From actor/writer duo James Corden and Mathew Baynton, The Wrong Mans series centers on Sam Pinkett and Phil Bourne, office workers for Berkshire County Council, who have their menial ... See full summary »
Mollie and Alex are part of a growing group of teens and twenty-somethings embracing the world of public nudity. They are on a quest to normalise nudity, question the media's obsession with... See full summary »
Not only because of the puerile, idiotic subject matter of the sketches but also because of the simple lack of comedy are Horne and Corden utterly depraved and without hope walking alone in the comedy world. A degree of skill in comedic acting of course does not imply a skill in comedic writing, Horne & Corden being the perfect example. How the two ended up with creative control well, I shudder to think how the producers couldn't seem to tell them that the material being filmed just wasn't funny. I disliked it from episode one but I gave it a fighting chance. However, instead of fighting it floundered, and not once in three episodes have I laughed. And don't get me wrong, I'm a fun guy. I'll crack a smile at the worst of times, only Horne & Corden was worse than I thought possible. And it's a shame, too. I really was prepared to like it. I like them both so much. Or at least I thought I did.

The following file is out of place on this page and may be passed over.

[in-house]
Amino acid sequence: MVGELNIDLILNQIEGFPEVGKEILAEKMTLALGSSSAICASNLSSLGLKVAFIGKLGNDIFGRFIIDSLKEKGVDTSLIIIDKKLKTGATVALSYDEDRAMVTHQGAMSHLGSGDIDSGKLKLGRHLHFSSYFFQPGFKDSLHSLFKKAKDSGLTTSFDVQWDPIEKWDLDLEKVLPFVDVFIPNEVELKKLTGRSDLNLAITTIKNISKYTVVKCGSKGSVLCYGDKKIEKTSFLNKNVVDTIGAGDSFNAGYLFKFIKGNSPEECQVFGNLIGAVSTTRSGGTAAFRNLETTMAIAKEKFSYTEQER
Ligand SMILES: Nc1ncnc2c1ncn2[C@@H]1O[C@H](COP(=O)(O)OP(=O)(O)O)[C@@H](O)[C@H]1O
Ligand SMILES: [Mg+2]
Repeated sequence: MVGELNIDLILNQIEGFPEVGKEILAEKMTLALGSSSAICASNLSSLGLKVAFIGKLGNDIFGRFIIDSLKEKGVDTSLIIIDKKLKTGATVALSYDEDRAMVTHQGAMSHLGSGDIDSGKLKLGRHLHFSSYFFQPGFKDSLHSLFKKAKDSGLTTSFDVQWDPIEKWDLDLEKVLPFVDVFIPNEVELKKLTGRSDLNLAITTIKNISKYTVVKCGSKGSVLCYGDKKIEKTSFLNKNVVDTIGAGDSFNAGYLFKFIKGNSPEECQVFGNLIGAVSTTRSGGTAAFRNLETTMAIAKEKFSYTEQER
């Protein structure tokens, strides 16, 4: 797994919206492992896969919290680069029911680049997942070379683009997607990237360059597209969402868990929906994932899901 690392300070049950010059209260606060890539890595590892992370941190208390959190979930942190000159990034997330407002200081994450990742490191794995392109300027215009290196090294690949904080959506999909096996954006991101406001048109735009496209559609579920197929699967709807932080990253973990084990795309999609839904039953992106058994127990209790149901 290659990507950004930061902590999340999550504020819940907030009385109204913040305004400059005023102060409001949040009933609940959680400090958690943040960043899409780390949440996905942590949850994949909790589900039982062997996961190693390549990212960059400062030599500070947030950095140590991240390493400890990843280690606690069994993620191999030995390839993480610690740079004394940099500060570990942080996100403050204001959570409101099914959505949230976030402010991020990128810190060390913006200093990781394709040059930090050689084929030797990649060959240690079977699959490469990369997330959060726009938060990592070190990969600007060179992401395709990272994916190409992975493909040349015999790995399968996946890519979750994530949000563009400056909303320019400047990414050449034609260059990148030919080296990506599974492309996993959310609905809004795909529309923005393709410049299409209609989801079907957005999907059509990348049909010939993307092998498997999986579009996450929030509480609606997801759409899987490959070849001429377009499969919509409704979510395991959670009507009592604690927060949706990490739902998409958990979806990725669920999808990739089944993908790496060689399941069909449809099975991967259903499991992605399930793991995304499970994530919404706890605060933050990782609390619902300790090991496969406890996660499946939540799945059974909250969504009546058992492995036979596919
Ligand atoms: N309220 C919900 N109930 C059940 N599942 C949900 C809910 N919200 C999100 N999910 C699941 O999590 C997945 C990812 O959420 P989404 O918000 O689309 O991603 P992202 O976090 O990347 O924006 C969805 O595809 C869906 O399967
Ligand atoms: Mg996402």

The sketch show is of course a dangerous beast, the best some do is pack a decent amount of laughs into the first few episodes before the whole affair gets stale, but these two idiots have managed to produce a purely depressing programme in which the sketches drag on with no real jokes of any possible identification. Sit through a Xander sketch and try not to squirm. Switch off as the two morons dressed in super hero outfits ramble on about God-knows-what, but it sure as hell isn't funny. Then turn off the TV.
This programme would have been thoroughly ignorable if it hadn't been for the BBC's hype of it and the popularity of Gavin and Stacy.
20 of 21 people found this review helpful.
Was this review helpful to you?